OAKLAND, Calif. (AP) — The Latest on a plan to ship coal through Oakland (all times local):
Oakland city officials unanimously voted to ban the shipment of coal, sidelining a plan to transport Utah coal to Asia through a proposed marine terminal on an old army base.
The proposed terminal is in West Oakland, a historically black neighborhood that's among the poorest and most polluted in the region.
Detractors highlight the environmental dangers of bringing millions of tons of coal through the area while supporters tout the economic benefits of good-paying union jobs.
The terminal is part of a larger makeover of an army base that closed in 1999, eliminating thousands of jobs. City leaders approved the project before the coal proposal was made.
Oakland Mayor Libby Schaaf and Councilmember Dan Kalb introduced a proposal Monday to ban the shipping of coal, in advance of a hearing to determine whether coal presents a safety and health hazard.
An Oakland city council hearing to determine whether rail shipments of coal would pose a public health hazard is underway.
The chamber for the Oakland City Council's Monday meeting is packed with supporters and opponents of a plan to ship Utah coal to Asia through a proposed marine terminal.
Outside, more than 150 people on both sides held boisterous rallies full of song and chants.
Supporters of the proposed terminal say it will bring badly needed jobs to a historically African-American neighborhood that suffers from high unemployment. Opponents say the number of estimated jobs is paltry compared with the health and safety risks that come from transporting millions of tons of coal through the city.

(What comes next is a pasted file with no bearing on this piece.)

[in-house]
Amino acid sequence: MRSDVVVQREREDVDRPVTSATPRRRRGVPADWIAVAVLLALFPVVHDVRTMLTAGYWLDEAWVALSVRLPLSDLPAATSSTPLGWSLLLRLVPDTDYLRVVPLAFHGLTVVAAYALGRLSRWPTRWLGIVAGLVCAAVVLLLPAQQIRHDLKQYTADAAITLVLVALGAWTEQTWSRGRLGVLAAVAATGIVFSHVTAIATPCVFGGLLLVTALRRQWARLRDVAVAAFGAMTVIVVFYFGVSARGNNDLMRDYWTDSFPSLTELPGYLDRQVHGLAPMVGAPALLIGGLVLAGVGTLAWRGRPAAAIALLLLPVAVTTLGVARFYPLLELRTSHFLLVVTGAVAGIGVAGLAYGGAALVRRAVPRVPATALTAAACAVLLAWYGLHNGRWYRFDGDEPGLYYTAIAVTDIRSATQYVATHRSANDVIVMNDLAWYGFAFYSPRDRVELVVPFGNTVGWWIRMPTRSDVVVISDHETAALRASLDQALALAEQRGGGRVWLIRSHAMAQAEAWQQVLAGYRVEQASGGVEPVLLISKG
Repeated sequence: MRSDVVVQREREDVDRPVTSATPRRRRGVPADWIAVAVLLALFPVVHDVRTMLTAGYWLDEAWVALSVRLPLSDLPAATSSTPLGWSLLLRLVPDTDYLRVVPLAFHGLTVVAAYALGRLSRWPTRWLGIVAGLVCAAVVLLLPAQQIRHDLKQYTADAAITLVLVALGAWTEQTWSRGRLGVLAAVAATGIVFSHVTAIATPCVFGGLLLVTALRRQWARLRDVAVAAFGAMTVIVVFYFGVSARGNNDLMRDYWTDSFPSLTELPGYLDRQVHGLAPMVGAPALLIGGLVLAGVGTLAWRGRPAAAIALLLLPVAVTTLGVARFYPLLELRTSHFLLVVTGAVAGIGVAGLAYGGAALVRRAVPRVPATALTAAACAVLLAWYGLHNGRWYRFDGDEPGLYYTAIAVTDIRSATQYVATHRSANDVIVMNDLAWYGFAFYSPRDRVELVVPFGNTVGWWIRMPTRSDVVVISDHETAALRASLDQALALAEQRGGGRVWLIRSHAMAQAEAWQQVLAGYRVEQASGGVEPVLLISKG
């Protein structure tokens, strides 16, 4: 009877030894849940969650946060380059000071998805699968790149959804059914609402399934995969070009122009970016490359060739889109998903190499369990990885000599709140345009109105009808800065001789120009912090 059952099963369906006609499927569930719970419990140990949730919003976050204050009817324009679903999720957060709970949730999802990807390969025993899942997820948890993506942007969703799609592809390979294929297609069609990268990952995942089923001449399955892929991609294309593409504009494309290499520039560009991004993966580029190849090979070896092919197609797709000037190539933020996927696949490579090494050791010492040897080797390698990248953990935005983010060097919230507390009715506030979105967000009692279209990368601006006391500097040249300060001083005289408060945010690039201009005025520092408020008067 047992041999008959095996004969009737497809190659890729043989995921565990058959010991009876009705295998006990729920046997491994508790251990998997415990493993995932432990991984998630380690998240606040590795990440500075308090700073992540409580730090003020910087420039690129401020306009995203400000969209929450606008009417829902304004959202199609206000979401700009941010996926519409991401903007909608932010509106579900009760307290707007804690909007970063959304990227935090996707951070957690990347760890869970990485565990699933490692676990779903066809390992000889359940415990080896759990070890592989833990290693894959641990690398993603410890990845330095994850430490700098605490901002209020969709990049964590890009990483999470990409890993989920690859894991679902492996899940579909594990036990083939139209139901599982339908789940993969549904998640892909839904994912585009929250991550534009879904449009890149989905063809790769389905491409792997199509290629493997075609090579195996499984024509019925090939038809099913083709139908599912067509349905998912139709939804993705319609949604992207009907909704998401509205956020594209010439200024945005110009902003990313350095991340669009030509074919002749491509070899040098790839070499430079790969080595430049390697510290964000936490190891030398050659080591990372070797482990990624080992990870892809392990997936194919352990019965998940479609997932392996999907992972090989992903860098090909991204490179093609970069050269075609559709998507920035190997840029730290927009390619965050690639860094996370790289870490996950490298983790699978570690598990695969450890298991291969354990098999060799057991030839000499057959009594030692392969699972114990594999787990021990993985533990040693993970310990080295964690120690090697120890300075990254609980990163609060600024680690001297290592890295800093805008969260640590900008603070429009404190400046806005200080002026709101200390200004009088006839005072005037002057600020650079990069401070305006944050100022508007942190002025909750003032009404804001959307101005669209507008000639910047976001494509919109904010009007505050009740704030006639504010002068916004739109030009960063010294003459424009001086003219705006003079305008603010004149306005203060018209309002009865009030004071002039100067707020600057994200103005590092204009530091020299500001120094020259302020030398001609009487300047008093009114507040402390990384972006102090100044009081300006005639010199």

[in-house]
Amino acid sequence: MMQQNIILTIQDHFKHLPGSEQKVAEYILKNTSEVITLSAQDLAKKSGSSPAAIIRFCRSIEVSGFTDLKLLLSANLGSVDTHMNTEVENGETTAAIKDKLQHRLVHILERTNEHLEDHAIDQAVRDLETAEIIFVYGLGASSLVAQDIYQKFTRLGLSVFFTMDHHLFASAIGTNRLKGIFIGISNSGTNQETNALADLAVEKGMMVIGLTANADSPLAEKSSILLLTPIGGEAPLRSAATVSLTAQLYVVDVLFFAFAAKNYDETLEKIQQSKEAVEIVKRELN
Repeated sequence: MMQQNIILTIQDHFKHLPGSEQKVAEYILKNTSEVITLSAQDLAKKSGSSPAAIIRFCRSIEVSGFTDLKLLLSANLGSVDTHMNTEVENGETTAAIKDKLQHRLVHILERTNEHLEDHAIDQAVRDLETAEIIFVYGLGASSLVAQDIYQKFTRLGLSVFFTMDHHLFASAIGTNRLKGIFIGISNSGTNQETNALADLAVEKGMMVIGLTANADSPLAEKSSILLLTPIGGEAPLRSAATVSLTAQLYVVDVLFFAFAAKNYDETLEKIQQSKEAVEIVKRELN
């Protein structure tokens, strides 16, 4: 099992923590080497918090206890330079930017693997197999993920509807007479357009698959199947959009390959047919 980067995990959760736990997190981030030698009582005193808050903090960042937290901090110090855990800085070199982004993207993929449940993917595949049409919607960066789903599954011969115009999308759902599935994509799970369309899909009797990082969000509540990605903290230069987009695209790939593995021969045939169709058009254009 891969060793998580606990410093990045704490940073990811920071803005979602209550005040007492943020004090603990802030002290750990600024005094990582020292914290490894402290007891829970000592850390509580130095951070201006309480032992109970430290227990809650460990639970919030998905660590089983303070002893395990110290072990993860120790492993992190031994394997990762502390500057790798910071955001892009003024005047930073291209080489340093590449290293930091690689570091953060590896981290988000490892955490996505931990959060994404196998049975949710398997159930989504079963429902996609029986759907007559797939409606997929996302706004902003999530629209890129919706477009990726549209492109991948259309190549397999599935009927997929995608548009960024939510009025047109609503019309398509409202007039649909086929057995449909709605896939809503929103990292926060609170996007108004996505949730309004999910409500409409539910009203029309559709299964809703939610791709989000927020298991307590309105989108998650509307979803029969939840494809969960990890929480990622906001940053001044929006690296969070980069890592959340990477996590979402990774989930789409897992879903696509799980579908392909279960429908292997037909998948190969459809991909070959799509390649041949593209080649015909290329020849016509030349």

City officials approved the project before learning about the coal proposal.
A scheduled vote in Northern California is expected to decide whether to ban rail shipments of coal over concerns it would pose a public health or safety hazard.
A yes vote Monday by the Oakland City Council could scuttle the plan to build a marine terminal that would serve as a gateway for Utah coal heading to Asia.
Detractors highlight the environmental dangers of bringing millions of tons of coal through the area while supporters tout the economic benefits.
Jerry Bridges, chief executive of the potential marine terminal operator, says jobs are the biggest issue and any environmental impact will be mitigated by transporting coal in covered rail cars that are unloaded underground.
On the other side is the International Longshore and Warehouse Union, which opposes the shipment of coal.